So now let's look at some of the words, shall we? In no particular order:
Bistre - Cool word for brown. Overused.
Thus - Thus it was that the word thus was thus overused.
Somewhat - My absolute favorite of the annoying words. Universally used to replace "something", this word just crawled onto my last nerve and dug in its heels. It jarred in every single usage and ruined the flow of every sentence that contained it. VERY overused and unnecessary.
Vaster - Just sounds grammatically wrong. Plus overused.
Betimes - Overused.
Compass - Apparently used to replace "comprehend" in certain scenarios. I searched, and can't find a single reference to the word being used in this way anywhere - if you can, please link me to it, it's making me crazy.
There were many others, those are just the ones I wrote down.

Miscellaneous other bothersome things:
- "Seed": Yes, this is euphemism for semen, and you might be asking yourself why I didn't mention it above. Well, I will tell you why. Seeds grow into stuff when planted. Can someone please explain to me how it is that Phedre had so many romps with so many men releasing themselves into her and yet never got pregnant? You might be saying to yourself, but this is fantasy, it doesn't matter! Yes, it does. This is a realistic story set in an alternate world, and obviously since Phedre herself is "a whore's unwanted get", the subject might be addressed as to how she prevented her own "unwanted get".
- Melisande: Pointless. Plot. Device.
- Forced sequel: Carey could have (should have?) and DID end this book perfectly. And then she kept writing, and in so doing, forced the ending into a situation that would require a sequel. Nice try. I'm forgetting I read the last few pages as I type. This story is ended for me, I think.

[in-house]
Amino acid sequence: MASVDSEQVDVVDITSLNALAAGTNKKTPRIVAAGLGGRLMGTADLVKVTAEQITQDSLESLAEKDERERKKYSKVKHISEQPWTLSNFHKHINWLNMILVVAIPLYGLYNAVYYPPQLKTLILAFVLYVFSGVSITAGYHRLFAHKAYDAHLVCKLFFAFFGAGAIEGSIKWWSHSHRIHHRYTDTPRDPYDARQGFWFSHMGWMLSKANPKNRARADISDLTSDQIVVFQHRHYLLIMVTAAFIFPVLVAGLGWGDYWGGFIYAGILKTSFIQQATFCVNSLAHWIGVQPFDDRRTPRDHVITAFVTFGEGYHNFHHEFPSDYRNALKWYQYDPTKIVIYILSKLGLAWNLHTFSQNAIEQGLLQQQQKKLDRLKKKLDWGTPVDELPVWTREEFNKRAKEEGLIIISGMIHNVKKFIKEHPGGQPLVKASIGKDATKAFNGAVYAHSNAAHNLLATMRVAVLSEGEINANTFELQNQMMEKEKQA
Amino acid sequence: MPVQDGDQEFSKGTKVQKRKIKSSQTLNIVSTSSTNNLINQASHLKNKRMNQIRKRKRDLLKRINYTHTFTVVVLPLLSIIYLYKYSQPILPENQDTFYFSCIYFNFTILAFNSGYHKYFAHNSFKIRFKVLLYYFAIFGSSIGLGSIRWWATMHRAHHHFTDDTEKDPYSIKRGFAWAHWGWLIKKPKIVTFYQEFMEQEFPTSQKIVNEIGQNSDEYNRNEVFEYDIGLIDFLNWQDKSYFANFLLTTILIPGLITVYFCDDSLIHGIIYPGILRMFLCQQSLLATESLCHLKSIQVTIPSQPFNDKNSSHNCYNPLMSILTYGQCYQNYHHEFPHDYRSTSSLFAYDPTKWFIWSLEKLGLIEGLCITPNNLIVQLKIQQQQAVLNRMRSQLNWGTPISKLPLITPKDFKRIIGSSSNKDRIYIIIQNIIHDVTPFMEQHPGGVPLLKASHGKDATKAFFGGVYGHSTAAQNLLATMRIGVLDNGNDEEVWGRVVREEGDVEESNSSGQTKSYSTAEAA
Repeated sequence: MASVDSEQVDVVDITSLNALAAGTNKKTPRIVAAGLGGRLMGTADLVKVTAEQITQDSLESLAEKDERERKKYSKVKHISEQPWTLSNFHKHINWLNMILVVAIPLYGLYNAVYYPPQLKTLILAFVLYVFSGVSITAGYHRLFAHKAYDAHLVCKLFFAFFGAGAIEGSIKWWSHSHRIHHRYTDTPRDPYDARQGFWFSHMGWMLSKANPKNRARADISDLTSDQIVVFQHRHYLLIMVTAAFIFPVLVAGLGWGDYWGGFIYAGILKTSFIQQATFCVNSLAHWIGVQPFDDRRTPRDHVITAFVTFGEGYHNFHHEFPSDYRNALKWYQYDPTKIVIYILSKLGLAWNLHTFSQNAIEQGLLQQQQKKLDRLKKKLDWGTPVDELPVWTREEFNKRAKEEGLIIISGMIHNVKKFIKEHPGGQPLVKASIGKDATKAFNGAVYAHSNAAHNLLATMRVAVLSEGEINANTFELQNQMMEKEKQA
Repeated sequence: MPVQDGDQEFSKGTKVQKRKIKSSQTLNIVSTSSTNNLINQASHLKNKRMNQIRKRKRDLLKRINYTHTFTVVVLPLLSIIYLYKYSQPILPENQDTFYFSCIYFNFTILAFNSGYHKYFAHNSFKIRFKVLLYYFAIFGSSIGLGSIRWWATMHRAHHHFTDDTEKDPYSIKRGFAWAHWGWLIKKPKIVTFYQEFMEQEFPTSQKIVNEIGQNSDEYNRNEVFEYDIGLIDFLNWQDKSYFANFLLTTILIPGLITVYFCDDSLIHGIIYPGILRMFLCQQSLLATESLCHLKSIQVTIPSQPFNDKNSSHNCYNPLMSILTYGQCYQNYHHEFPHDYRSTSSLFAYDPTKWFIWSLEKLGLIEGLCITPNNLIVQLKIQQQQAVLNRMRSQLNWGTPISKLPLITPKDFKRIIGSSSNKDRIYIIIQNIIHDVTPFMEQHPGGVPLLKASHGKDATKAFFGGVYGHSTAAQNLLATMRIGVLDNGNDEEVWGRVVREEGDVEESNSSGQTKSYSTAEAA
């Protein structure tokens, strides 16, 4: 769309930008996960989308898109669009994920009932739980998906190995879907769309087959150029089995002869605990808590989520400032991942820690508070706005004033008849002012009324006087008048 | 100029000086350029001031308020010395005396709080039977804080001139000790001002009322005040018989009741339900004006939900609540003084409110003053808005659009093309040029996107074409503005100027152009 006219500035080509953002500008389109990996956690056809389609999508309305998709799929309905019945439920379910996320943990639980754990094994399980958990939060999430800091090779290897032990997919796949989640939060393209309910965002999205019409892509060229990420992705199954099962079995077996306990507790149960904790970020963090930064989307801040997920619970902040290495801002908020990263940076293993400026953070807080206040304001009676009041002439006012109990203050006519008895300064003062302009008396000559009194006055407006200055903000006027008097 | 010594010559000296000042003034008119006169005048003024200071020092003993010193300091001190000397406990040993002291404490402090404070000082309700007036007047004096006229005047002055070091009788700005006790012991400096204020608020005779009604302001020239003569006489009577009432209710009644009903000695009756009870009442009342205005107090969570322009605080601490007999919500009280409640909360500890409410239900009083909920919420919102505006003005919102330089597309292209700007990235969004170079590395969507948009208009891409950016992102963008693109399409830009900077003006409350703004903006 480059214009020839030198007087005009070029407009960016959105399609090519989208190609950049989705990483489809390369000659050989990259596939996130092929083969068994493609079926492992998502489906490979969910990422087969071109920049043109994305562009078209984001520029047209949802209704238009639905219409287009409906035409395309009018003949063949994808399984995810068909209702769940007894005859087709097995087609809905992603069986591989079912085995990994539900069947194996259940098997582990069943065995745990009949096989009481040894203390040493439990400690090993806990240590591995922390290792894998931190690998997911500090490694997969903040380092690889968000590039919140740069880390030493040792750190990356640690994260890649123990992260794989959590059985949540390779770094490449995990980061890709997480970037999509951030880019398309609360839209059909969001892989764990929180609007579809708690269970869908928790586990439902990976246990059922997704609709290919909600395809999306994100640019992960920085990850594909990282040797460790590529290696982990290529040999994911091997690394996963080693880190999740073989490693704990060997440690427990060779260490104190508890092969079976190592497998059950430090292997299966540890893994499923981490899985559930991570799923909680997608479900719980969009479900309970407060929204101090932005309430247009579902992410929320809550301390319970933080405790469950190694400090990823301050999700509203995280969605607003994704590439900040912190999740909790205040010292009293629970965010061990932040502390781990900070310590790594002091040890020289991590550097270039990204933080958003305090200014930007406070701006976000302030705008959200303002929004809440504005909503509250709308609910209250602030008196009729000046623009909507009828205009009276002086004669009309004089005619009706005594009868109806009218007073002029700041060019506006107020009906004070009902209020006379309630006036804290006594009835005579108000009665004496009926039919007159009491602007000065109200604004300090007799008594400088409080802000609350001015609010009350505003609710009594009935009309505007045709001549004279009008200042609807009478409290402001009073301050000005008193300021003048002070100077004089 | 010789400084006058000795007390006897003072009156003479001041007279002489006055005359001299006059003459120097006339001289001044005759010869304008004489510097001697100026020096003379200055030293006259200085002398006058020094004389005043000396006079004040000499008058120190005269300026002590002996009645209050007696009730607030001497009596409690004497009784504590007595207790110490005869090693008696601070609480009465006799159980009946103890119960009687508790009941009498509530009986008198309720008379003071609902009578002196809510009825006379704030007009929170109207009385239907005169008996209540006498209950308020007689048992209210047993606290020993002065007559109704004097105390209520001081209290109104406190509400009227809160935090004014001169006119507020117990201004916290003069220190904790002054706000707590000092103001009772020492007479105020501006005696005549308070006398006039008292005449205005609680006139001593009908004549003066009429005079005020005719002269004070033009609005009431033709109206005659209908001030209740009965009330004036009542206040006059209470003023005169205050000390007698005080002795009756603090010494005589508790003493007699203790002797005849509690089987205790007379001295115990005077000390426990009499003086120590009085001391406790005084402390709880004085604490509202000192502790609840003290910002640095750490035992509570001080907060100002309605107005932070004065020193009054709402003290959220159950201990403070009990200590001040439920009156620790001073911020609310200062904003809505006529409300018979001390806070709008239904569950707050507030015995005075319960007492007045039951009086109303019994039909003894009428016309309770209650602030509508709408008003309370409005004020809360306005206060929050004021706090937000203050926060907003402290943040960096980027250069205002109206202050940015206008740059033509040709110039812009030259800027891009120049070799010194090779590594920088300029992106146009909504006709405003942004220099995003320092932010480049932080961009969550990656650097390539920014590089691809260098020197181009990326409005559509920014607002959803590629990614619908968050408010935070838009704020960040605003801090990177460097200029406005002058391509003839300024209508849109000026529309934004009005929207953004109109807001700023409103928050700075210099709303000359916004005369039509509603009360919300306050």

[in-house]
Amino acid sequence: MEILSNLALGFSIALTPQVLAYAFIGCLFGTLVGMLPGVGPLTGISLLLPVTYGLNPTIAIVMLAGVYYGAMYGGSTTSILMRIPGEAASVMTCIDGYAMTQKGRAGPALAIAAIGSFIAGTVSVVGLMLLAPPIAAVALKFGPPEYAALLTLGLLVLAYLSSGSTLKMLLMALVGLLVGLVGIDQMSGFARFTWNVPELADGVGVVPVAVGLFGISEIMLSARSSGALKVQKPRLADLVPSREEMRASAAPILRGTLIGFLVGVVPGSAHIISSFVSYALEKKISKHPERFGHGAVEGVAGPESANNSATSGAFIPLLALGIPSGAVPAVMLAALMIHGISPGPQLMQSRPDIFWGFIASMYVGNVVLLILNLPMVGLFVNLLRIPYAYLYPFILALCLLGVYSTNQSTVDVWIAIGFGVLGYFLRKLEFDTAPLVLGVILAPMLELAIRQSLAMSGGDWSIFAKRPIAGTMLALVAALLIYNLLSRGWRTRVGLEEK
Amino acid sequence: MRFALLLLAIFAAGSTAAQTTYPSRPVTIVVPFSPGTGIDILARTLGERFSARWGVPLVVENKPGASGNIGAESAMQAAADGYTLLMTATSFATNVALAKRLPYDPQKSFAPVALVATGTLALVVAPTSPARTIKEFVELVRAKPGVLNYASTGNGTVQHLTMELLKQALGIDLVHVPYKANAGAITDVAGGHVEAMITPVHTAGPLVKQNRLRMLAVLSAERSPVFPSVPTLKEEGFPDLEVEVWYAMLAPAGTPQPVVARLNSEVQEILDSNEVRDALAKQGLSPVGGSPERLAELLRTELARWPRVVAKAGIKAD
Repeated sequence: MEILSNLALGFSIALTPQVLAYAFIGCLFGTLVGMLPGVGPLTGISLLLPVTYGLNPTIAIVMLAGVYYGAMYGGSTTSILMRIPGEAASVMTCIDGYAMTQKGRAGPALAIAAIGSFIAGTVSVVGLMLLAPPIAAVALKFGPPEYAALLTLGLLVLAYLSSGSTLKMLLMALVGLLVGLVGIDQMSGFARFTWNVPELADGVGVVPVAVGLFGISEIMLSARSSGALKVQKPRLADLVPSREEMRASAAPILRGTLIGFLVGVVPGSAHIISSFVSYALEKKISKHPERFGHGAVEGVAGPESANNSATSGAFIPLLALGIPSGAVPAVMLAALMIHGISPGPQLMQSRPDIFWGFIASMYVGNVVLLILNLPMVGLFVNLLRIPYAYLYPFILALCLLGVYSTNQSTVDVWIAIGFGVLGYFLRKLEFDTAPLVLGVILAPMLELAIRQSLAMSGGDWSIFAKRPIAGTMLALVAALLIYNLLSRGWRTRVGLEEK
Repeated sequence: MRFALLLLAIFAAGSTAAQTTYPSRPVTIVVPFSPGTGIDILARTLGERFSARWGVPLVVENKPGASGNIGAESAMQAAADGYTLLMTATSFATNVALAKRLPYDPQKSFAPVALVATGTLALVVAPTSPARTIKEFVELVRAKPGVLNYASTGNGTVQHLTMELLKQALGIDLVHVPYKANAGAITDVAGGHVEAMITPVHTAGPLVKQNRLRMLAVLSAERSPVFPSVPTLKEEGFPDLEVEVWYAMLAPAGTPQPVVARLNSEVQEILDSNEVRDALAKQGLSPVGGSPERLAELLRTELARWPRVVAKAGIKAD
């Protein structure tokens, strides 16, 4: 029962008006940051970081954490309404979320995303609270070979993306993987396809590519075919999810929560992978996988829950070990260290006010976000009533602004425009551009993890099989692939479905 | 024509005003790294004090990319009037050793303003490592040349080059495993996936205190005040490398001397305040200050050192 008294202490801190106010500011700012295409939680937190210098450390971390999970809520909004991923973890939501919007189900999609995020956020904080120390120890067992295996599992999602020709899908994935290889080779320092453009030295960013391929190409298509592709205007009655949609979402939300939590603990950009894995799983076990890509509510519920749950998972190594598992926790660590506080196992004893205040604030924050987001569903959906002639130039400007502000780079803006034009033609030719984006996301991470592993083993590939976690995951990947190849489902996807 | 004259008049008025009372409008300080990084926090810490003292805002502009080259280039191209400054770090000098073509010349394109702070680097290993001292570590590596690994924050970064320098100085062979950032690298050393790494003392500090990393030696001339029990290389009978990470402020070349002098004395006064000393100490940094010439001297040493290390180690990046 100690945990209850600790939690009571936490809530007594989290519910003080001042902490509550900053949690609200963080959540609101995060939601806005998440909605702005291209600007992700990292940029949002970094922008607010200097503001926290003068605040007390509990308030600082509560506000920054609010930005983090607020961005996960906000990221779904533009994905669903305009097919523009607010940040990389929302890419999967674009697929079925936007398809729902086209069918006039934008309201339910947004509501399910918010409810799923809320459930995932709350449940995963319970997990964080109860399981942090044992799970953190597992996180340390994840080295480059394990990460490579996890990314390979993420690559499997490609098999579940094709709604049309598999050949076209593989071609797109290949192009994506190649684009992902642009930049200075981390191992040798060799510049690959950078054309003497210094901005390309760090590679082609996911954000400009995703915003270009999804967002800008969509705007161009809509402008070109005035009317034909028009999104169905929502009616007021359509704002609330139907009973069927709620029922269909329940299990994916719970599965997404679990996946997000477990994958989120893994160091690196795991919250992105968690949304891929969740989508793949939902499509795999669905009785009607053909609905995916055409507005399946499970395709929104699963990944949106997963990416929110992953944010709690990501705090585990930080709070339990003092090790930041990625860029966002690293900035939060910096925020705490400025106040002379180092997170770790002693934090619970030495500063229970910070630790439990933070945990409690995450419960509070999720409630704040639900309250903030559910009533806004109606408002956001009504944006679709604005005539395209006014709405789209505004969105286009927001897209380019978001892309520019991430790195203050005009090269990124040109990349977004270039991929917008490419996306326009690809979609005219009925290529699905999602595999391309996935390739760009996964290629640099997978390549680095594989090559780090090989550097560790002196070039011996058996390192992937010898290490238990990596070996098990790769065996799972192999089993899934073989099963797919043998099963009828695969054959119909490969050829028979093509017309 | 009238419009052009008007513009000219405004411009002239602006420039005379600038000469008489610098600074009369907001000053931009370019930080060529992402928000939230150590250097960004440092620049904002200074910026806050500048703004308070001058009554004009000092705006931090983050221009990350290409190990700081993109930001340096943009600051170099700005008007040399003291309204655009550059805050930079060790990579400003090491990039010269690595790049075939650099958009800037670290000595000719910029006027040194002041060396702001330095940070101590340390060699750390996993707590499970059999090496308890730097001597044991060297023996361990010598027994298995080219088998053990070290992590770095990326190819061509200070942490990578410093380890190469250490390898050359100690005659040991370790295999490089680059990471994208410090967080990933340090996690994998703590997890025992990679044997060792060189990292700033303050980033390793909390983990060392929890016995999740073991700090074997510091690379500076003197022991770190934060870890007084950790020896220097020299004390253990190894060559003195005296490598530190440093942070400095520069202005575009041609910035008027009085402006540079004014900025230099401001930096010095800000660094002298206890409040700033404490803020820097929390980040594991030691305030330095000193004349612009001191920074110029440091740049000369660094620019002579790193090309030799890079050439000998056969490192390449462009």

There... Now we can talk about what I liked.

Joscelin. Thank goodness for Joscelin. I really would have had to give up on this book if it wasn't for him. He was really predictable, but I loved him anyway. He kicked ass, like a ninja priest.
Hyacinthe. Loved him too - he was fun, and one of the only unique characters in the book.
Delaunay. He was awesome. Smart, honest, honorable.

I did like the concept of love as a sacred act, and I liked the references to different religions. I enjoyed the different people and their customs, and enjoyed the intricate relationships between everyone and the political aspects of the story. I liked the fact that Delaunay taught Phedre to learn and think and analyze. I like the concept of the thirteen houses, which reminded me of Geisha houses. I liked the Tsingani people, who were fun and boisterous and superstitious and sly. I loved Rousse's men, who were brave and smart and thought of cool songs. I liked Ysandre, who was young and wise and fair. I liked Drustan, too. And Alcuin who was soft-hearted but had a will of steel.

I can see how some people would like this book. Unfortunately, I can't count myself among them. Too much annoyed me for me to say I liked it, but I didn't hate it either. I just think it could have been so much better had Carey had an editor with balls. It's always easier to rip apart what you didn't like than enumerate what you did, and I did NOT outline everything that I liked in the book here, so this review is a bit one sided. Sorry about that.

I hope you all don't REALLY hate me.